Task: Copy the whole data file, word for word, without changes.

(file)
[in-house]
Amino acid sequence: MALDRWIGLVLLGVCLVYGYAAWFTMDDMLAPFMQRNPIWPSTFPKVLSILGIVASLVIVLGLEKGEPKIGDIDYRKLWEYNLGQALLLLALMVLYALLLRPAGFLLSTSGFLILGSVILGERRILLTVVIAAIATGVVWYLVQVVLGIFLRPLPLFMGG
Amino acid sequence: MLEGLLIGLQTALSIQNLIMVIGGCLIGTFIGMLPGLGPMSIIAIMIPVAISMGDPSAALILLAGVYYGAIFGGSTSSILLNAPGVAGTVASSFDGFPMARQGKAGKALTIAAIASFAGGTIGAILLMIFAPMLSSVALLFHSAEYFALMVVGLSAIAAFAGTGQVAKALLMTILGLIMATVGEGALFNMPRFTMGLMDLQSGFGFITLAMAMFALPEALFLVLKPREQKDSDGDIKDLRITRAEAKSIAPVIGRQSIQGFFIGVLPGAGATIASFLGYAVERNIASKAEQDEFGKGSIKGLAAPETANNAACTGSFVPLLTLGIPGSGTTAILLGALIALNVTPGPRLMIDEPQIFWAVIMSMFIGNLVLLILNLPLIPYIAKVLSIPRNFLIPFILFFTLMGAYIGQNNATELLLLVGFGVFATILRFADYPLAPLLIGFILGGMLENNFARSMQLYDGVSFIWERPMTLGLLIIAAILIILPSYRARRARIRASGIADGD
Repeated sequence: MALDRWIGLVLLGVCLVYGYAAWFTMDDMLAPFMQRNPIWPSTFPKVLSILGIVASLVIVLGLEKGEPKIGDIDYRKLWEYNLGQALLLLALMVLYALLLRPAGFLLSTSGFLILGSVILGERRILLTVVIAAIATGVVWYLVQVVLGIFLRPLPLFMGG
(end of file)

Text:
[in-house]
Amino acid sequence: MALDRWIGLVLLGVCLVYGYAAWFTMDDMLAPFMQRNPIWPSTFPKVLSILGIVASLVIVLGLEKGEPKIGDIDYRKLWEYNLGQALLLLALMVLYALLLRPAGFLLSTSGFLILGSVILGERRILLTVVIAAIATGVVWYLVQVVLGIFLRPLPLFMGG
Amino acid sequence: MLEGLLIGLQTALSIQNLIMVIGGCLIGTFIGMLPGLGPMSIIAIMIPVAISMGDPSAALILLAGVYYGAIFGGSTSSILLNAPGVAGTVASSFDGFPMARQGKAGKALTIAAIASFAGGTIGAILLMIFAPMLSSVALLFHSAEYFALMVVGLSAIAAFAGTGQVAKALLMTILGLIMATVGEGALFNMPRFTMGLMDLQSGFGFITLAMAMFALPEALFLVLKPREQKDSDGDIKDLRITRAEAKSIAPVIGRQSIQGFFIGVLPGAGATIASFLGYAVERNIASKAEQDEFGKGSIKGLAAPETANNAACTGSFVPLLTLGIPGSGTTAILLGALIALNVTPGPRLMIDEPQIFWAVIMSMFIGNLVLLILNLPLIPYIAKVLSIPRNFLIPFILFFTLMGAYIGQNNATELLLLVGFGVFATILRFADYPLAPLLIGFILGGMLENNFARSMQLYDGVSFIWERPMTLGLLIIAAILIILPSYRARRARIRASGIADGD
Repeated sequence: MALDRWIGLVLLGVCLVYGYAAWFTMDDMLAPFMQRNPIWPSTFPKVLSILGIVASLVIVLGLEKGEPKIGDIDYRKLWEYNLGQALLLLALMVLYALLLRPAGFLLSTSGFLILGSVILGERRILLTVVIAAIATGVVWYLVQVVLGIFLRPLPLFMGG